A transparent swimming pool suspended between two buildings at the Embassy Gardens development in London gained huge attention this summer as aerial footage of residents enjoying the facility on a hot day went viral.
But the HAL-designed pool came in for heavy criticism after the Guardian’s Olly Wainwright pointed out that the affordable housing residents of Nine Elms are not allowed to use it.
The Financial Times’ architecture critic branded the Sky Pool “the visual cipher for everything that is wrong with London’s property boom, its local politics, its architecture and its optics”, while the New Statesman also covered it in scathing terms.
Residents of the building have since spoken to Dezeen about how the pool runs up heating costs of £450 per day, despite being too cold to use in the winter. They are calling for it to be closed during the winter months.
Following a lengthy planning battle, Foster + Partners‘ proposed 305-metre high tourist attraction in the City of London was rejected by the UK government due to concerns about embodied carbon, its impact on historical buildings and the quality of its design.
Mayor of London Sadiq Khan had previously dismissed the project as being “poorly designed” and having “very limited public benefit”.
Norman Foster himself had acknowledged that the Tulip was “inevitably controversial”, but argued it had the potential to become “a symbol beyond its host city”.
Telosa is a planned city for an unconfirmed location in the western United States, currently being designed by Danish architecture studio BIG on behalf of billionaire Marc Lore.
It has been billed as a sustainable utopia for five million inhabitants that “sets a global standard for urban living, expands human potential, and becomes a blueprint for future generations”, according to the Telosa website.
But sceptics pointed to the fact that Lore made his fortune from Walmart, a company with a reputation for very low pay, while eyebrows were raised when the entrepreneur revealed to USA Today that the first Telosans will be subject to a selection process.
Pritzker Prize-winning architect Frank Gehry designed the steel-clad The Tower for the Luma Arles arts centre in southern France to evoke Van Gogh’s Starry Night painting.
But the project came in for criticism, including questions over its environmental impact and its place among the ancient Roman city of Arles.
In an exclusive interview with Dezeen, Gehry used colourful language to defend his work.
Thomas Heatherwick‘s Little Island, an elevated park perched on 132 concrete columns in the Hudson River, opened to New Yorkers in May.
The structure was praised by Michael Kimmelman, architecture critic of The New York Times, but it was nearly never completed.
Construction on the $260 million project halted in 2017 when the United States District Court vacated its permit amid lobbying from advocacy group The City Club of New York.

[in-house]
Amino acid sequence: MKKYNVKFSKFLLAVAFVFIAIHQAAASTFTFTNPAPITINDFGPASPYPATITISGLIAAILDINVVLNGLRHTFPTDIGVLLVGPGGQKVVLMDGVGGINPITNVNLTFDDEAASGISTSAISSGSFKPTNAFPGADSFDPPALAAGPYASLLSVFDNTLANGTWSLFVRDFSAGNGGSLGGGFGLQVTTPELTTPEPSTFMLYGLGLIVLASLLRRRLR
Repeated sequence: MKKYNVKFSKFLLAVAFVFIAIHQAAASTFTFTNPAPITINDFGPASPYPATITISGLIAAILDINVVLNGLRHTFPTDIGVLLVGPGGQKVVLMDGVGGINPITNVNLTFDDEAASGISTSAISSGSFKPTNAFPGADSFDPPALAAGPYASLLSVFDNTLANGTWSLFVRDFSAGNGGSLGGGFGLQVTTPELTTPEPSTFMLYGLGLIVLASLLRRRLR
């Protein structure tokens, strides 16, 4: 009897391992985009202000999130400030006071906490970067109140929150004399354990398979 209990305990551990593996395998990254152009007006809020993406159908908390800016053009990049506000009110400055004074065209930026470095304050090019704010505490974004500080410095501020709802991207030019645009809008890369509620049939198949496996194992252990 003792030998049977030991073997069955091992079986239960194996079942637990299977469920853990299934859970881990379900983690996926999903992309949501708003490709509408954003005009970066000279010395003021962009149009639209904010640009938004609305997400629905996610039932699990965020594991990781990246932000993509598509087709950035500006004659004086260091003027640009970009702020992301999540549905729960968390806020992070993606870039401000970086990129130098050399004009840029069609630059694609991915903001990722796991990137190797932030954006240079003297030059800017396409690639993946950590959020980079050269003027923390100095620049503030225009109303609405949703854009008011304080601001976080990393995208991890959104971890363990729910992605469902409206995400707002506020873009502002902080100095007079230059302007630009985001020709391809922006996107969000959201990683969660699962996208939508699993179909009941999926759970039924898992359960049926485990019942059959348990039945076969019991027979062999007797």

Japanese architect Tadao Ando was tasked with redesigning the historic Bourse de Commerce building in Paris.
The centrepiece of the transformation was a nine-metre-tall cylindrical concrete wall placed within the rotunda of 18th-century stock exchange.
Architecture critic Aaron Betsky was outraged by the revamp, and in a piece for Dezeen wrote that it was the “equivalent of what a dog does to a lamppost”.
All Along the Watchtower was a metal rooftop tensegrity structure designed by architecture collective Project Bunny Rabbit as part of an annual competition organised by charity Antepavilion.
The project was involved in one of the most shocking architecture-related stories of the year, after dozens of police stormed Antepavilion’s offices and arrested staff, apparently partly targeting the sculpture.
It is thought police believed the building was being used by environmental pressure group Extinction Rebellion to prepare for protests, while All Along the Watchtower is similar to structures used by demonstrators to form roadblocks.
Antepavilion insisted there was no connection between the installation and Extinction Rebellion.
Separately, the Antepavilion competition had already flirted with controversy this year when the Architecture Foundation withdrew over a planning dispute with Hackney Council.
Munger Hall, a proposed student dormitory for the University of California Santa Barbara, received media attention in November after one of the school’s consulting architects resigned over the project, saying he was “disturbed” by its design.
If built, 94 per cent of the huge building’s 4,500 occupants would live in a room without a window.
Billionaire investor Charles Munger, who dreamed up the dormitory and donated $200 million to the project, later claimed in an interview that it would stand “as long as the pyramids”.
This luxury hotel is being designed by Foster + Partners as part of The Red Sea Project, which will see an archipelago of 90 untouched islands transformed into what the developers have called the “world’s most ambitious tourism development”.
The British studio said it aims to employ a “light touch, non-damaging approach”, but the concept has remained controversial.
Foster + Partners’ work on The Red Sea Project is made more contentious by the fact it is also building an international airport for the development, having had a public spat with climate network Architects Declare in late 2020 over its aviation projects.
SANAA‘s overhaul of the famous La Samaritaine department store in Paris was finally unveiled in June this year, eight years later than originally planned.
The extensive renovation led by the Pritzker Architecture Prize-winning studio included the addition of a new undulating glass facade, which critics slammed as resembling a shower curtain.
Construction was halted several times due to various court cases and campaigns opposing the new facade.
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